The Bank's Association of Connecticut has thrown down the gauntlet to companies that specialize in marketing mutual funds through financial institutions.
The Hartford-based trade group has formed its own broker-dealer unit to help its members participate in the mutual fund boom.
Though many state trade associations have taken steps to help their members get into the fund business, the effort by the Connecticut group is one of the most far-reaching yet.
"I think it's a smart idea," said Richard Ayotte, president of American Brokerage Consultants, of St. Petersburg, Fla. "The bankers associations really have a good franchise with their members."
The Connecticut group plans to provide a range of investment products at discount prices to banks and thrifts throughout the state, with an emphasis on helping community institutions that aren't selling mutual funds now.
The trade group also thinks it can woo larger financial institutions that now use the services of rival companies such as Invest Financial Corp. and Marketing One.
The reason: The broker-dealer unit, dubbed Connecticut Association Securities, is a nonprofit venture. So a share of the profits from mutual fund sales, which ordinarily would go to a dealer, will remain with member institutions.
"We decided to use our collective clout to put more money in the bank's pocket and provide more control over the product," said Gerald Noonan, president of the banks association.
Advice and Recruiting
The trade group represents 56 thrifts, most of which are savings banks. It is merging next month with the Connecticut Bankers Association, which has 37 commercial bank members.
Connecticut Association Securities will advise banks on the appropriate steps for setting up and maintaining a mutual fund sales program.
Robert Brawders has been named president of the brokerage. Mr. Brawders, who was vice president and regional manager for retail services of Mechanics Savings Bank in Hartford, set up a full-service brokerage for the thrift.
Salespeople will be recruited by the brokerage, but will be dual employees of the brokerage and the banks where they are stationed. All will have a minimum of two years' experience, and must have a Series 7 license from the National Association of Securities Dealers. The credential authorizes them to sell a range of investment products.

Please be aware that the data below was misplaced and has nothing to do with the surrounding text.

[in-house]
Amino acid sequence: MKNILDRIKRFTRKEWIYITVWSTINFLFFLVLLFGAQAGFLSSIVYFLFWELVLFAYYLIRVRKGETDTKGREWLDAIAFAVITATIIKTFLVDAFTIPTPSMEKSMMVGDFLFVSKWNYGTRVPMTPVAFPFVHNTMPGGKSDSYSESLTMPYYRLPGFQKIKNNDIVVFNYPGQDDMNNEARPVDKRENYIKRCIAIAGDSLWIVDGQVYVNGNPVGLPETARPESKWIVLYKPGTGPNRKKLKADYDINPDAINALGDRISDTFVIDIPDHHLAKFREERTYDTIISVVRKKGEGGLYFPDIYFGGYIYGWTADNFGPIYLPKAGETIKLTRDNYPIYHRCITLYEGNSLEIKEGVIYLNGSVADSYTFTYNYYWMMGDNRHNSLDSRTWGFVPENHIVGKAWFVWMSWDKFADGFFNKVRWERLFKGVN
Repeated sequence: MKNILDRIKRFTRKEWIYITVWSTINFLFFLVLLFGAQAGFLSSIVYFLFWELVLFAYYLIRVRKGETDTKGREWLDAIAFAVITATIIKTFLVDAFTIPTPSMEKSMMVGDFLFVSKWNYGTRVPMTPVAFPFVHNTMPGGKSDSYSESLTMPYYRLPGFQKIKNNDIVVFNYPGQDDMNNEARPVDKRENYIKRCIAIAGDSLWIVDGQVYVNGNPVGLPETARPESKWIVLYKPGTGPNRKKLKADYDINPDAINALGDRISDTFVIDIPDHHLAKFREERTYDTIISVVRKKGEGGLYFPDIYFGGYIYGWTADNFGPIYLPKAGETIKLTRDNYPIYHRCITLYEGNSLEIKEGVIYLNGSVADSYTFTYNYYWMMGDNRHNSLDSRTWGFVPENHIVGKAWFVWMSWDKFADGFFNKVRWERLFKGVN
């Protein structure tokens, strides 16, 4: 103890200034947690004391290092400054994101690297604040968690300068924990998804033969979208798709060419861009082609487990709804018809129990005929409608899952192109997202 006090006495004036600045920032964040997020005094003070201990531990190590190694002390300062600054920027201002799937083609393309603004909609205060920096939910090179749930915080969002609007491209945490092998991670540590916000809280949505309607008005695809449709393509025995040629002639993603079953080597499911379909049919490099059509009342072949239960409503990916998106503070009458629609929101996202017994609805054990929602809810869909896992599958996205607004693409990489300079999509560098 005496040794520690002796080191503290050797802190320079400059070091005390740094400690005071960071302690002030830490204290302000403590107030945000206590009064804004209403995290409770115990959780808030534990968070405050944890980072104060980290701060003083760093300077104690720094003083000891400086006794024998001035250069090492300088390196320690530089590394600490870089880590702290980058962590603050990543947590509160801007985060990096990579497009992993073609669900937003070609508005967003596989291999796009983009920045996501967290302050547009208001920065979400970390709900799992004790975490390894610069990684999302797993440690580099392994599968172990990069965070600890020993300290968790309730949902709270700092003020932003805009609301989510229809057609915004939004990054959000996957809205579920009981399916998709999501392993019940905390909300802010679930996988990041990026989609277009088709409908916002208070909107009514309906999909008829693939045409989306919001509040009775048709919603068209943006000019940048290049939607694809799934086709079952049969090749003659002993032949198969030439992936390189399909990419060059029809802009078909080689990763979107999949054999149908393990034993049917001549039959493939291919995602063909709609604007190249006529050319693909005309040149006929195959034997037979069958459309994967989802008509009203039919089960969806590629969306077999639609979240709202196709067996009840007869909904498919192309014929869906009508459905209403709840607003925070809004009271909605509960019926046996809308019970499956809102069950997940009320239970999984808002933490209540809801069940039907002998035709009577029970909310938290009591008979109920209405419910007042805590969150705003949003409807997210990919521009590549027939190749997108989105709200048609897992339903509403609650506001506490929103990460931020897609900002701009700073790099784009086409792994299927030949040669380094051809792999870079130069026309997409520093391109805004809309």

Connecticut Association Securities hasn't begun signing up members yet, because it is still choosing a clearing agent to handle transactions, Mr. Noonan said. But the group expects to have 10 members signed up as brokerage clients within a year, he said.
"We can't get it started fast enough," Mr. Noonan said. He said two member thrifts that were getting ready to team up with an outside marketing firm have put plans on hold to examine the trade group's approach.
Mr. Noonan said the potential pool of clients includes 35 thrifts with combined assets of $10 billion that currently don't have any arrangements for selling mutual funds.
In addition, he has identified another dozen or so thrifts with $5 billion in combined assets that use a third-party marketing firm and might want to switch.
To make the program a success Mr. Noonan estimates that he will need to sign up banks with combined assets of $2.5 billion to $3 billion.
The program has already received a strong vote of confidence from 10 members thrifts, each of which provided $50,000 to help capitalize the new venture.
Combined with $100,000 committed by the trade group, Connecticut Association Securities has $600,000 in its coffers.
In a telephone interview, Mr. Noonan said the mutual fund business is attractive to his members because their role is changing.
"Our old mission of intermediation is diminishing," Mr. Noonan said. "There have to be other products and services to use those assets that we have.
"Five years ago it would have been anathema to even consider this. Mutual funds and other financial products were viewed as the enemy."
But Mr. Noonan said many of his members are too small to interest the companies that help financial institutions market investment products.
Some members feel overwhelmed at the prospect of selecting a company, and still others fear that marketing firms will push products whether or not they are right for bank customers.
"One of our real selling points is that when we bring in and train brokers, bankers don't have to worry about somebody deciding in a boardroom far away, |Hey, let's dump this stuff this month,'" Mr. Noonan said.
"If we didn't start this, our members would all just gradually move into one of the other companies that are out there already," Mr. Noonan said. "But the advantages we have will be significant enough to win them over."
Similar to IBAA Plan
The Connecticut plan is similar to an initiative on the national level by the Independent Bankers Association of America, which plans to begin offering mutual fund services through its broker-dealer unit this year.
The American Bankers Association recently took a slightly different route, endorsing the mutual fund marketing services of Wall Street Investors of New York.